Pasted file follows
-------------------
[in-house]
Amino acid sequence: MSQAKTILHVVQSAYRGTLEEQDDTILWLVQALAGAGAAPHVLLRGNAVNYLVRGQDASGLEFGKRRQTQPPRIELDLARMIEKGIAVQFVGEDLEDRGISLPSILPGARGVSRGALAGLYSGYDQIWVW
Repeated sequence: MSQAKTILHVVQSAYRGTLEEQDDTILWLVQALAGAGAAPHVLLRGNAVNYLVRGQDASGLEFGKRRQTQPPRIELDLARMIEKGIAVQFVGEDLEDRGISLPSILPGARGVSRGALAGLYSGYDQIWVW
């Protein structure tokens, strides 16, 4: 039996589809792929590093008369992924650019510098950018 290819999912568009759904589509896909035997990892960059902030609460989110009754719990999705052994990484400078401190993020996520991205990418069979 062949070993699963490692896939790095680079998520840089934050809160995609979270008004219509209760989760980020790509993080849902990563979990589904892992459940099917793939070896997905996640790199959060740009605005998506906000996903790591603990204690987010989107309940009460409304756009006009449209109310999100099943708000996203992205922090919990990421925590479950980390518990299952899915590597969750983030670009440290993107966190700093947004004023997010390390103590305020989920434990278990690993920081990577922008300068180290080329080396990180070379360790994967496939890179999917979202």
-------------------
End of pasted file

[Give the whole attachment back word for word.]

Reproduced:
[in-house]
Amino acid sequence: MSQAKTILHVVQSAYRGTLEEQDDTILWLVQALAGAGAAPHVLLRGNAVNYLVRGQDASGLEFGKRRQTQPPRIELDLARMIEKGIAVQFVGEDLEDRGISLPSILPGARGVSRGALAGLYSGYDQIWVW
Repeated sequence: MSQAKTILHVVQSAYRGTLEEQDDTILWLVQALAGAGAAPHVLLRGNAVNYLVRGQDASGLEFGKRRQTQPPRIELDLARMIEKGIAVQFVGEDLEDRGISLPSILPGARGVSRGALAGLYSGYDQIWVW
């Protein structure tokens, strides 16, 4: 039996589809792929590093008369992924650019510098950018 290819999912568009759904589509896909035997990892960059902030609460989110009754719990999705052994990484400078401190993020996520991205990418069979 062949070993699963490692896939790095680079998520840089934050809160995609979270008004219509209760989760980020790509993080849902990563979990589904892992459940099917793939070896997905996640790199959060740009605005998506906000996903790591603990204690987010989107309940009460409304756009006009449209109310999100099943708000996203992205922090919990990421925590479950980390518990299952899915590597969750983030670009440290993107966190700093947004004023997010390390103590305020989920434990278990690993920081990577922008300068180290080329080396990180070379360790994967496939890179999917979202």